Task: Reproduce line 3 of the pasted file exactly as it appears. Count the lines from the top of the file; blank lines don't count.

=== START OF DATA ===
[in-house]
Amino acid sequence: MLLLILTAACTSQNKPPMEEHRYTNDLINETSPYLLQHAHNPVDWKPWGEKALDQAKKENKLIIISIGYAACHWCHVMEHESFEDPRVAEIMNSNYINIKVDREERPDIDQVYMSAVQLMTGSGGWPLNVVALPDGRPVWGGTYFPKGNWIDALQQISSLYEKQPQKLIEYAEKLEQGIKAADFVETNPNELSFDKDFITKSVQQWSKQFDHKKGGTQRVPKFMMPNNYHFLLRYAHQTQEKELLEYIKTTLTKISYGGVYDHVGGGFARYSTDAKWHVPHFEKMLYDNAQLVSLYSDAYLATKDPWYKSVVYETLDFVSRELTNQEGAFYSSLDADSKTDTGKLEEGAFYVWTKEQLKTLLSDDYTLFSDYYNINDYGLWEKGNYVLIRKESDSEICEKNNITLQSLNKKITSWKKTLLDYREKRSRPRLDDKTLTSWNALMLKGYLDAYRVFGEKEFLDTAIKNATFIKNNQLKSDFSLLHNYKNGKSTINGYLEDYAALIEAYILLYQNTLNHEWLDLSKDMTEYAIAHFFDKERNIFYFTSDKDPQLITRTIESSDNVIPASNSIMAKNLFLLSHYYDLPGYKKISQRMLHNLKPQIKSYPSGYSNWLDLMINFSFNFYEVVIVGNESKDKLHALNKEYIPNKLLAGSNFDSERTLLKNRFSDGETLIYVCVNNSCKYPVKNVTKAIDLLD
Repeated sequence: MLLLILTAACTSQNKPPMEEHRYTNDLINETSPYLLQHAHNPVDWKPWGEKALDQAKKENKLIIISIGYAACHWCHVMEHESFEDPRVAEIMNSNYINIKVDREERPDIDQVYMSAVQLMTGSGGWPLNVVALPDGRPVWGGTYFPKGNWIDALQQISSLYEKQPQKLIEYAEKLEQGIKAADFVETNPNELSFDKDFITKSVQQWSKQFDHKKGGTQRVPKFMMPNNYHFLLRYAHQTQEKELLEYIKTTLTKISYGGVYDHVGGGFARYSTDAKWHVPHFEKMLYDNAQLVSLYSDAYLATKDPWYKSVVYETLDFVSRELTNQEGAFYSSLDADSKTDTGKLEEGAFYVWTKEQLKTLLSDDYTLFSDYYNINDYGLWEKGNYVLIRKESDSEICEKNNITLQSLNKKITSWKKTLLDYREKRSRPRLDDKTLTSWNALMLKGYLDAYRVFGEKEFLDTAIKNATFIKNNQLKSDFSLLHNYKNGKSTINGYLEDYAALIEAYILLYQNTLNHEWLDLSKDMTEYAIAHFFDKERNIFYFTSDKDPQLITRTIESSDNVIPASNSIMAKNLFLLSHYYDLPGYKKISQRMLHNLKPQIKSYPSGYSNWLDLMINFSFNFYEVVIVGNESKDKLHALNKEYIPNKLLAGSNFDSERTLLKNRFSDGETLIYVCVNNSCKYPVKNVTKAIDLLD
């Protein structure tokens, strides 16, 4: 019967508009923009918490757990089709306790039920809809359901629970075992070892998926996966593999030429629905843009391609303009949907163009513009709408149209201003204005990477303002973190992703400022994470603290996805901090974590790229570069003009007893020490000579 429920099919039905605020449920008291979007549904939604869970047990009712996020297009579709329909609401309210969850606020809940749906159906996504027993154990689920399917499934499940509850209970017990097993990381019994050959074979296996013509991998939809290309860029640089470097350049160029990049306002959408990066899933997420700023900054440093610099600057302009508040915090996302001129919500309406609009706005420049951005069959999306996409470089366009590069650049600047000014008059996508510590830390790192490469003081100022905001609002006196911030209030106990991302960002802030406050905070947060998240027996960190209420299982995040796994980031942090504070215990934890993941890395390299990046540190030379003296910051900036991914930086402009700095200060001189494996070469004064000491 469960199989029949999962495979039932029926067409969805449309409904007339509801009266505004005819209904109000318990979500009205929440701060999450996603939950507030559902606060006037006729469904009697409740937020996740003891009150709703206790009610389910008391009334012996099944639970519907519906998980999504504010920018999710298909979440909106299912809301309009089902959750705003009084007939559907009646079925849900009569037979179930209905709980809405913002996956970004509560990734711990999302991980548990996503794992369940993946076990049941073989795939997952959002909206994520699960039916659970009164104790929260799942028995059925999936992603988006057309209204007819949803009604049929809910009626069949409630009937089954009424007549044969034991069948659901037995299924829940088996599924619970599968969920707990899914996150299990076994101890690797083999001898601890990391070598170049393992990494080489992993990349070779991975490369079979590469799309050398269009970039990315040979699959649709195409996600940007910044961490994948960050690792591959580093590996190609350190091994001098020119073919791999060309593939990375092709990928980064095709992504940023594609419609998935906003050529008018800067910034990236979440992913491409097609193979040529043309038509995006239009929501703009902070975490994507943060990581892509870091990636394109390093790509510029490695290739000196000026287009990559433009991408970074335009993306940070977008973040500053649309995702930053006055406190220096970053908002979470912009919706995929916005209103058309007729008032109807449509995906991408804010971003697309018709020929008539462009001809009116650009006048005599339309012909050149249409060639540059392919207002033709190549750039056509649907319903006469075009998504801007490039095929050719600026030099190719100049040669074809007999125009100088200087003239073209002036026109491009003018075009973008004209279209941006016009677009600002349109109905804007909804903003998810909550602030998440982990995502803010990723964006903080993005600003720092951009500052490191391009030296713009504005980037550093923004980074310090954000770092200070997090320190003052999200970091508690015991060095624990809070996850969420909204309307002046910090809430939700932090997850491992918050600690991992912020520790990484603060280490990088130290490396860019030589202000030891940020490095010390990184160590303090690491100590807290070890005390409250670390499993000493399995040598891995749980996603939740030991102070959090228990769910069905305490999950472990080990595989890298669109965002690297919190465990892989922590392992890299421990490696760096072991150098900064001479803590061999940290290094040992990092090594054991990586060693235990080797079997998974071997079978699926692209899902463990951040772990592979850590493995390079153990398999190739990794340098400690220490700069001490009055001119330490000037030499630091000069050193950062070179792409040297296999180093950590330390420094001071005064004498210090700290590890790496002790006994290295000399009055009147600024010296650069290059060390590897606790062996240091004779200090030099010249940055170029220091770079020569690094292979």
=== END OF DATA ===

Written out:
Repeated sequence: MLLLILTAACTSQNKPPMEEHRYTNDLINETSPYLLQHAHNPVDWKPWGEKALDQAKKENKLIIISIGYAACHWCHVMEHESFEDPRVAEIMNSNYINIKVDREERPDIDQVYMSAVQLMTGSGGWPLNVVALPDGRPVWGGTYFPKGNWIDALQQISSLYEKQPQKLIEYAEKLEQGIKAADFVETNPNELSFDKDFITKSVQQWSKQFDHKKGGTQRVPKFMMPNNYHFLLRYAHQTQEKELLEYIKTTLTKISYGGVYDHVGGGFARYSTDAKWHVPHFEKMLYDNAQLVSLYSDAYLATKDPWYKSVVYETLDFVSRELTNQEGAFYSSLDADSKTDTGKLEEGAFYVWTKEQLKTLLSDDYTLFSDYYNINDYGLWEKGNYVLIRKESDSEICEKNNITLQSLNKKITSWKKTLLDYREKRSRPRLDDKTLTSWNALMLKGYLDAYRVFGEKEFLDTAIKNATFIKNNQLKSDFSLLHNYKNGKSTINGYLEDYAALIEAYILLYQNTLNHEWLDLSKDMTEYAIAHFFDKERNIFYFTSDKDPQLITRTIESSDNVIPASNSIMAKNLFLLSHYYDLPGYKKISQRMLHNLKPQIKSYPSGYSNWLDLMINFSFNFYEVVIVGNESKDKLHALNKEYIPNKLLAGSNFDSERTLLKNRFSDGETLIYVCVNNSCKYPVKNVTKAIDLLD